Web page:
McCain: ‘I’m angry’ about rule change

Sen. John McCainJohn McCainGroups urge Senate to oppose defense language on for-profit colleges Pelosi, Dems rush to defense of Wasserman Schultz Reid: We're not breaking the budget deal MORE (R-Ariz.) said Thursday that he would get over his anger with Senate Majority Leader Harry ReidHarry ReidGOP senator: Reid's 'ramblings' are 'bitter, vulgar, incoherent' Reid: We're not breaking the budget deal Overnight Defense: VA chief 'deeply' regrets Disney remark; Senate fight brews over Gitmo MORE (D-Nev.) for using the “nuclear option,” but he would be forever saddened by what the rule change would do to the institution.

“I’m angry, yes, but I’ll get over that anger,” McCain said on the Senate floor. “It’s the sorrow of what has been done to this institution that will be with us a long time.”

Earlier Thursday, 52 Senate Democrats voted to change Senate filibuster rules on presidential nominees. A motion to end debate on most presidential nominees will require only a simple majority now, rather than 60 votes.

Reid said the move was necessary because Republicans had blocked up-or-down votes on three of Obama’s nominees to the D.C. Circuit Court: Robert Wilkins, Cornelia Pillard and Patricia Millett. And Caitlin Halligan withdrew her nomination because of GOP threats to block her confirmation.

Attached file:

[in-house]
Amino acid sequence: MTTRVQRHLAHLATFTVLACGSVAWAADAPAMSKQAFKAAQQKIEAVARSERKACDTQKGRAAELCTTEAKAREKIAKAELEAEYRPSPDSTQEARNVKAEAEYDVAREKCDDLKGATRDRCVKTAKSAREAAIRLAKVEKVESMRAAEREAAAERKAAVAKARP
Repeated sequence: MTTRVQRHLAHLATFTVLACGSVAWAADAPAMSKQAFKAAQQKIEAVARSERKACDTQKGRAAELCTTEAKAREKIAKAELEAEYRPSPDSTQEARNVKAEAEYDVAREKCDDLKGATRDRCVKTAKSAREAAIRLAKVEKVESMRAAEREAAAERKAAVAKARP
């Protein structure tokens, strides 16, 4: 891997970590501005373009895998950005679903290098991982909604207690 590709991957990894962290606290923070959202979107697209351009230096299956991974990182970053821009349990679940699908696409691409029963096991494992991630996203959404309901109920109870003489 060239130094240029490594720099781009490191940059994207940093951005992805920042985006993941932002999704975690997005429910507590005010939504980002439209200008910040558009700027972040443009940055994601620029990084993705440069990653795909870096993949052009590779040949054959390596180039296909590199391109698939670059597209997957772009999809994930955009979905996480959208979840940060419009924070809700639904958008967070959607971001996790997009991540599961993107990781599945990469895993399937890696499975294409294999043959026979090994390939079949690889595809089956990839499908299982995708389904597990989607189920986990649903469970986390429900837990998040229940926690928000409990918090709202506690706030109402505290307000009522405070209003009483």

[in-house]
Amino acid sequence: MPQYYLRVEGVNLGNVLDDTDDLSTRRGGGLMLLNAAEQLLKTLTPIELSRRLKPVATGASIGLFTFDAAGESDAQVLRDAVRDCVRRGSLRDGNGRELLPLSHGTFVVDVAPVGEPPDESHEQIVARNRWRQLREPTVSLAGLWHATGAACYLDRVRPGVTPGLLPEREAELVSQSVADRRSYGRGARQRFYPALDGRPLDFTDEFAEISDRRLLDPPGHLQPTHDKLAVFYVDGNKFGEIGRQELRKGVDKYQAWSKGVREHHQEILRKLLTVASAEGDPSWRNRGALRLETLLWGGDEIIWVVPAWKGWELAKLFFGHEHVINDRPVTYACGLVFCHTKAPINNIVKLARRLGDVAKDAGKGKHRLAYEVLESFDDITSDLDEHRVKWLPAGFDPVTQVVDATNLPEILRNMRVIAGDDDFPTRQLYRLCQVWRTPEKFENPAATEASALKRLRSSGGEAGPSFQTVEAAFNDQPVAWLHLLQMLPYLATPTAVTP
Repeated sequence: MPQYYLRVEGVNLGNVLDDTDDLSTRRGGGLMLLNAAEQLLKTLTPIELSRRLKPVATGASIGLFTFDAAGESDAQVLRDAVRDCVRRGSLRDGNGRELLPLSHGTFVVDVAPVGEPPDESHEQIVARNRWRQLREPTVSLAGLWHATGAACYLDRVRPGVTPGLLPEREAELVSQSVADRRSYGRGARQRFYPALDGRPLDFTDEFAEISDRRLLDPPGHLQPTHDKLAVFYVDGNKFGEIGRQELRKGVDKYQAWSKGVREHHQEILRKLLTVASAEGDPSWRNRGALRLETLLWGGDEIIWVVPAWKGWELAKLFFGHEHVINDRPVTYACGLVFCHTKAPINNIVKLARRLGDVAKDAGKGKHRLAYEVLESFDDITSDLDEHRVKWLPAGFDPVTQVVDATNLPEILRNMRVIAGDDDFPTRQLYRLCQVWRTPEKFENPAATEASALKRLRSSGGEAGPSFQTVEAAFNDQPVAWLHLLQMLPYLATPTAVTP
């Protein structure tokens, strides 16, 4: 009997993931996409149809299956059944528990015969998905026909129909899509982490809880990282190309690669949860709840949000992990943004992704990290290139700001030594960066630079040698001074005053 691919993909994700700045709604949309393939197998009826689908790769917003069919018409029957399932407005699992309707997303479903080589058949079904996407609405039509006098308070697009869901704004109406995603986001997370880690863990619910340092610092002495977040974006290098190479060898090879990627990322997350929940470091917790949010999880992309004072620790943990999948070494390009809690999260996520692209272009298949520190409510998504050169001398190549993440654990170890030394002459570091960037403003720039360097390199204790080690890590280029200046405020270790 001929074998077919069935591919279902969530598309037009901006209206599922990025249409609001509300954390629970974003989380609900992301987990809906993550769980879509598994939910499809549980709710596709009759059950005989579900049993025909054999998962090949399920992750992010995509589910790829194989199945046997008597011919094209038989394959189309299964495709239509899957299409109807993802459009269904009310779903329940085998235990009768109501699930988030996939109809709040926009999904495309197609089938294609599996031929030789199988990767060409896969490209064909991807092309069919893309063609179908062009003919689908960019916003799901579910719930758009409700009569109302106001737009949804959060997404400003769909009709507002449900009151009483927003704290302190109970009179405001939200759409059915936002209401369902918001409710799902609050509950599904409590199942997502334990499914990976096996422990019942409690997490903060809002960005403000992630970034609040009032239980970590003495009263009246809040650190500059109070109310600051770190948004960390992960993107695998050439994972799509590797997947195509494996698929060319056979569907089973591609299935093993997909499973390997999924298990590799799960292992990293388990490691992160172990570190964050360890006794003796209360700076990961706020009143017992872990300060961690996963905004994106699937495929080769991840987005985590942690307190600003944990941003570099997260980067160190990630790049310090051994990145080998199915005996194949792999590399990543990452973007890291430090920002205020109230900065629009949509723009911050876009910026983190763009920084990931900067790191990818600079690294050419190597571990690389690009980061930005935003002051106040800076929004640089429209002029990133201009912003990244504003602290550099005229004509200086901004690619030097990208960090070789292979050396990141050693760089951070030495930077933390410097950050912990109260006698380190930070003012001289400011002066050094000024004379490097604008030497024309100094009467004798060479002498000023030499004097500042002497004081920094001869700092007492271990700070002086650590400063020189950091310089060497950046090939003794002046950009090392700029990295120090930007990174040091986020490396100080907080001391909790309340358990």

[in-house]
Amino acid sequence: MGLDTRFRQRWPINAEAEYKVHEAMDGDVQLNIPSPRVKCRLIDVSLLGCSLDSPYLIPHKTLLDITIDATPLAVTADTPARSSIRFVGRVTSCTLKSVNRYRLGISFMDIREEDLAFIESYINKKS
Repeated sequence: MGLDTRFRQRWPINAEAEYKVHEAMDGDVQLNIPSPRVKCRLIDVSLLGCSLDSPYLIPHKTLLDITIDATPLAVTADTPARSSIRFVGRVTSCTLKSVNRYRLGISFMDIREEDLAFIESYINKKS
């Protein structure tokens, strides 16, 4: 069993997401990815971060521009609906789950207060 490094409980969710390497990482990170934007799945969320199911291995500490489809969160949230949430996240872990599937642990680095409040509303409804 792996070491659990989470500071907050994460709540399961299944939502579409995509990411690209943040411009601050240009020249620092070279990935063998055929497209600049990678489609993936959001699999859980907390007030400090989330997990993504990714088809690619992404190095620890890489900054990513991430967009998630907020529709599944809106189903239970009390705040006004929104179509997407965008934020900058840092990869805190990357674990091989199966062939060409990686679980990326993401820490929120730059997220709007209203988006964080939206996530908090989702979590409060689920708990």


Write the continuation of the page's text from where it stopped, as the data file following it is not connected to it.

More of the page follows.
Reid had threatened to use the nuclear option — changing the rules with a simple majority instead of a supermajority — several times this year. But each time lawmakers gathered to discuss alternatives. At the beginning of the year Republicans vowed not to filibuster any of President Obama’s nominees unless there were “extraordinary circumstances.” Democrats say the GOP has reneged on that promise.

McCain accused Reid of being a hypocrite because Reid opposed the nuclear option when his party was in the minority. McCain added that the rule change was “damning” to the Senate.

“What exactly happened today is not just a shift in power to appoint judges,” McCain said. “But what we really did today and what is so damning ... is if a Majority can change the rules, then there are no rules. That is the only conclusion anyone could draw from what we did today.” 

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